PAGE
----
The Anarchy of Colored Girls Assembled in a Riotous Manner

Esther Brown did not write a political tract on the refusal to be governed, or draft a plan for mutual aid or outline a memoir of her sexual adven­tures. A manifesto of the wayward: Own Nothing. Refuse the Given. Live on What You Need and No More. Get Ready to Be Free—was not found among the items contained in her case file. She didn’t pen any song lines: My mama says I’m reckless, My daddy says I’m wild, I ain’t good looking, but I’m somebody’s angel child. She didn’t commit to paper her ruminations on freedom: With human nature caged in a narrow space, whipped daily into submis­sion, how can we speak of potentialities? The card­board placards for the tumult and upheaval she incited might have said: Don’t mess with me. I am not afraid to smash things up. But hers was a struggle without formal declarations of policy, slo­gan, or credos. It required no party platform or ten ­point program. Walking through the streets of New York City, she and Emma Goldman crossed paths, but failed to recognize one another. When Hubert Harrison encountered her in the lobby of the Renaissance Casino after he delivered his lectures on “Marriage versus Free Love” for the Socialist Club, he noticed only that she had a pretty face and a big ass. Esther Brown never pulled a soapbox onto the corner of 135th Street and Lenox Avenue to make a speech about autonomy, the global reach of the color line, involuntary servitude, free motherhood, or the promise of a future world, but she well understood that the desire to move as she wanted was nothing short of treason. She knew firsthand that the offense most punished by the state was trying to live free. To wander through the streets of Harlem, to want better than what she had, and to be propelled by her whims and desires was to be ungovernable. Her way of living was nothing short of anarchy.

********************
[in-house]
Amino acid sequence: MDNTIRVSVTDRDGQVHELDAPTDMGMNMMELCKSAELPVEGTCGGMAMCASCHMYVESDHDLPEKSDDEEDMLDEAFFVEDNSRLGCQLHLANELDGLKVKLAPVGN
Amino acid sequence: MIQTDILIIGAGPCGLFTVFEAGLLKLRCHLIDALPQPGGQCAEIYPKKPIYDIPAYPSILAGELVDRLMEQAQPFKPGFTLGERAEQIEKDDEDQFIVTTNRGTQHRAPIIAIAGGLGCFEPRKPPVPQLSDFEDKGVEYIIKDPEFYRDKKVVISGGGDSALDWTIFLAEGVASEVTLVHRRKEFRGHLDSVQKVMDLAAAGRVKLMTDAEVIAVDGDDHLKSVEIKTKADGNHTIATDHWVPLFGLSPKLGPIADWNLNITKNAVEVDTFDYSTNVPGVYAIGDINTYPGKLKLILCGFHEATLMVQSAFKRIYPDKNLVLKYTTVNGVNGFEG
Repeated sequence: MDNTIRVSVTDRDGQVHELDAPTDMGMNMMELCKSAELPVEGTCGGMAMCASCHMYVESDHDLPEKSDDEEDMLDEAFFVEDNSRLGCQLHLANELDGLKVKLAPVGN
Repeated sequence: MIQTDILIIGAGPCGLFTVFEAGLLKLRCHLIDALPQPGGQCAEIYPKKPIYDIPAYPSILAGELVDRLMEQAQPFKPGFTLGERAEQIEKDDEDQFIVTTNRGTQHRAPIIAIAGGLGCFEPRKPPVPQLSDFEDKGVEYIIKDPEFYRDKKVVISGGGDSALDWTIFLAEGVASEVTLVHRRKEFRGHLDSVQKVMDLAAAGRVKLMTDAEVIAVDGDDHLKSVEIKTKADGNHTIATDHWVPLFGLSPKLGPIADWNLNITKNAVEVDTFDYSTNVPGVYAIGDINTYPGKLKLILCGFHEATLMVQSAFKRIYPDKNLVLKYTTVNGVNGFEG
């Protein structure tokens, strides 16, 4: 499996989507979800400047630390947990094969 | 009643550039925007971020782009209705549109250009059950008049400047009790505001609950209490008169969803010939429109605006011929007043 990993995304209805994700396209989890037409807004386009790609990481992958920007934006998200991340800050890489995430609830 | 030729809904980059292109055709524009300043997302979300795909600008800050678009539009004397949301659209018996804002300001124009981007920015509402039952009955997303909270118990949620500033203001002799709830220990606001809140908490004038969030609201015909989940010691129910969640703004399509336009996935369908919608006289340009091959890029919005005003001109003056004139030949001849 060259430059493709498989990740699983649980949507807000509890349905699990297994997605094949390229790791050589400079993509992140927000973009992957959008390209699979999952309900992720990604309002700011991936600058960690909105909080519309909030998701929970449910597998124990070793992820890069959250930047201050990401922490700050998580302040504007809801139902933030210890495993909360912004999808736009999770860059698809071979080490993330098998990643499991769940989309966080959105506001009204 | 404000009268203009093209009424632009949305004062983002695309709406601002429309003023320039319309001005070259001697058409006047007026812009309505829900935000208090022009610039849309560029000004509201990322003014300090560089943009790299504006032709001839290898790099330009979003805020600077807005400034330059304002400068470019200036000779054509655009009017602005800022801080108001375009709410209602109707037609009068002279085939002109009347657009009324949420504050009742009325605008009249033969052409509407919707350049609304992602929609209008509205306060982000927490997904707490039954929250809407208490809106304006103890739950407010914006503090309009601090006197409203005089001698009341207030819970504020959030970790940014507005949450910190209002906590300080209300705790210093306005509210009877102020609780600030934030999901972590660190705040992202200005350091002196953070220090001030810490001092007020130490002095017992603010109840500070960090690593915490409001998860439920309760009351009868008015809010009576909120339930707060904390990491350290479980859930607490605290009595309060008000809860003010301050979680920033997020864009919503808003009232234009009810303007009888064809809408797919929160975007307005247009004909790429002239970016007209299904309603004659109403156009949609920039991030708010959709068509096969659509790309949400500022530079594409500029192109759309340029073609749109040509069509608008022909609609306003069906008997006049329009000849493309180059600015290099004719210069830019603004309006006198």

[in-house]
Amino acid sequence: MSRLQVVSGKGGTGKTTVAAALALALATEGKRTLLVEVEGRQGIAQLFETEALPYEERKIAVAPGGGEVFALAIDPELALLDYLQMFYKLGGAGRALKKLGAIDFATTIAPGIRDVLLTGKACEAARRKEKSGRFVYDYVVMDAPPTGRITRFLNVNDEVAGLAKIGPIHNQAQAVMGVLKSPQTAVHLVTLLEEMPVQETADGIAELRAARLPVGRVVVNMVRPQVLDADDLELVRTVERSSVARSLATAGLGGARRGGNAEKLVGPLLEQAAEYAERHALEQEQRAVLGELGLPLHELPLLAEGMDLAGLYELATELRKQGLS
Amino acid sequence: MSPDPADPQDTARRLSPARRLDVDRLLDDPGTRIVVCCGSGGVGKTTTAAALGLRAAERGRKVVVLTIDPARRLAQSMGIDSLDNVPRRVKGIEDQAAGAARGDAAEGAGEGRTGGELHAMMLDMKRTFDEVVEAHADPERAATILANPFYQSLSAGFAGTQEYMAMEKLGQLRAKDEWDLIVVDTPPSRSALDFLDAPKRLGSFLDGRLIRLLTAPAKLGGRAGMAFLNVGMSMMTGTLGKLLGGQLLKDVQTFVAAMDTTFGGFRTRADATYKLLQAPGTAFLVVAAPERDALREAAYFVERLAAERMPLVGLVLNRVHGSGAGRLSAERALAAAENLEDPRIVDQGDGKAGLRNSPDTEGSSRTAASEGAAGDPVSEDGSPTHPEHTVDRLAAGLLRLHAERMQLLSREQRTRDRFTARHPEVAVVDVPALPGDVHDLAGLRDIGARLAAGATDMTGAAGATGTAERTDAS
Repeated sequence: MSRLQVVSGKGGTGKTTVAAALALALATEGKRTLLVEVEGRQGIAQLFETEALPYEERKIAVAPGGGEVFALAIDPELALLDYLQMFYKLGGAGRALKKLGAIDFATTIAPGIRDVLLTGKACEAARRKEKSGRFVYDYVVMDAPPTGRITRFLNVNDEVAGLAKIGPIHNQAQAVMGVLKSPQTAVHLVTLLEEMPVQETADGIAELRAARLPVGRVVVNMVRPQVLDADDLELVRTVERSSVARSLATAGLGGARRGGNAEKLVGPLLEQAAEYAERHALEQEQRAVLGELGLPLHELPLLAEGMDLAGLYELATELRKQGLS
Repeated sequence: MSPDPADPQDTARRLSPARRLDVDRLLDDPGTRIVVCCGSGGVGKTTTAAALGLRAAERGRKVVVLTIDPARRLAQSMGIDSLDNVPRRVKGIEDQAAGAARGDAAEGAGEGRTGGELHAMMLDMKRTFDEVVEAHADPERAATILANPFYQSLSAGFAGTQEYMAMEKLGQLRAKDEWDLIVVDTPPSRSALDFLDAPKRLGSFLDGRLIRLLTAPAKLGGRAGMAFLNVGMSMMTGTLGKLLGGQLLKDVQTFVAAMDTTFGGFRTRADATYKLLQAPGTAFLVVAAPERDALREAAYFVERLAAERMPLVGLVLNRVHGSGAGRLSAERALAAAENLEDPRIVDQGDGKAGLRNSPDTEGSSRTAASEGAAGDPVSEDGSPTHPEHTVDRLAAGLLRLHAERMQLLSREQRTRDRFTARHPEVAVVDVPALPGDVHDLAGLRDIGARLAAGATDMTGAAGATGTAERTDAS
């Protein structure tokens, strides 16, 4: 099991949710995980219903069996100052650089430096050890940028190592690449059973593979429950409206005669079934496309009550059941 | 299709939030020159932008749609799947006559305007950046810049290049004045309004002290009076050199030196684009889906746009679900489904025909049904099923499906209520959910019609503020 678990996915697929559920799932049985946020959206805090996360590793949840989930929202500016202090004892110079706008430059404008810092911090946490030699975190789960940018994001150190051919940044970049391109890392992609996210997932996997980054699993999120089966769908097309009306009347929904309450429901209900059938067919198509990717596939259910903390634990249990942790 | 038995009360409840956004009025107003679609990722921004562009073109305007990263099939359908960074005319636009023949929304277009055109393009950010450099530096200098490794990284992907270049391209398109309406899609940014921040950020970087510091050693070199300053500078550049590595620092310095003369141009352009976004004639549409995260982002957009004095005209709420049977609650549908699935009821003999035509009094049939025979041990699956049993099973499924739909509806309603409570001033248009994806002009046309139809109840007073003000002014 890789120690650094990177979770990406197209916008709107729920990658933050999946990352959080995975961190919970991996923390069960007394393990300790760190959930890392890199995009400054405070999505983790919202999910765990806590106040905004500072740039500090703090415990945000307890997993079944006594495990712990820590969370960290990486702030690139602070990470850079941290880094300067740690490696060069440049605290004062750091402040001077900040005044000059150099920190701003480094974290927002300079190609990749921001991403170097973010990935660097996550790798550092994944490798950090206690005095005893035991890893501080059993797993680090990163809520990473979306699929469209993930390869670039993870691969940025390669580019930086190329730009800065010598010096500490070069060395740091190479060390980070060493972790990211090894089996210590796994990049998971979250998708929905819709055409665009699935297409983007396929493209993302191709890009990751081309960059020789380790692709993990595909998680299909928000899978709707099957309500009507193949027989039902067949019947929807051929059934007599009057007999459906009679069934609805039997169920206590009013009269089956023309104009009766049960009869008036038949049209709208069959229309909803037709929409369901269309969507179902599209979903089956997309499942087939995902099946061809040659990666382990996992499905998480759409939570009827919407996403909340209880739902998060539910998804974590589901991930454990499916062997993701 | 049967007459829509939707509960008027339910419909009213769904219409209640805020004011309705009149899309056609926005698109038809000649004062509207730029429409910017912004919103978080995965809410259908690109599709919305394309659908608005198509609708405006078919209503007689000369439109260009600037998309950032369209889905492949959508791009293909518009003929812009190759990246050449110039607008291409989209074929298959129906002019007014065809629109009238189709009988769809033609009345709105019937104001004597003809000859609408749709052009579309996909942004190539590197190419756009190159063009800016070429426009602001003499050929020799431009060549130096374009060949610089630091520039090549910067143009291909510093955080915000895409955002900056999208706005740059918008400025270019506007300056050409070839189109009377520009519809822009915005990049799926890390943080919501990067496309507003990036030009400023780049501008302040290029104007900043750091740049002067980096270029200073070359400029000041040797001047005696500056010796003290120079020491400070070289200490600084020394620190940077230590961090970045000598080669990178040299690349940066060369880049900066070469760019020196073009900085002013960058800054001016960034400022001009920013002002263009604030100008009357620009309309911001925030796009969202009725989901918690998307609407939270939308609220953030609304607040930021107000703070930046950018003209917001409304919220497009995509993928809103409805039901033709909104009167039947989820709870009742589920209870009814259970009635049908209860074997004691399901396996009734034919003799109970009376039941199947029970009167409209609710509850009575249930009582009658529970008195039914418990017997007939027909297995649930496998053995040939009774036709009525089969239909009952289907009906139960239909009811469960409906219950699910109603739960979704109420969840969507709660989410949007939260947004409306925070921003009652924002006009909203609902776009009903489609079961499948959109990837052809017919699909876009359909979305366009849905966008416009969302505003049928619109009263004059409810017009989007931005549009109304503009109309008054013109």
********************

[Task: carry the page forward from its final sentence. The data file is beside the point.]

[To continue reading, select “PDF” on this pageFrom South Atlantic Quarterly, volume 117, issue 3.]

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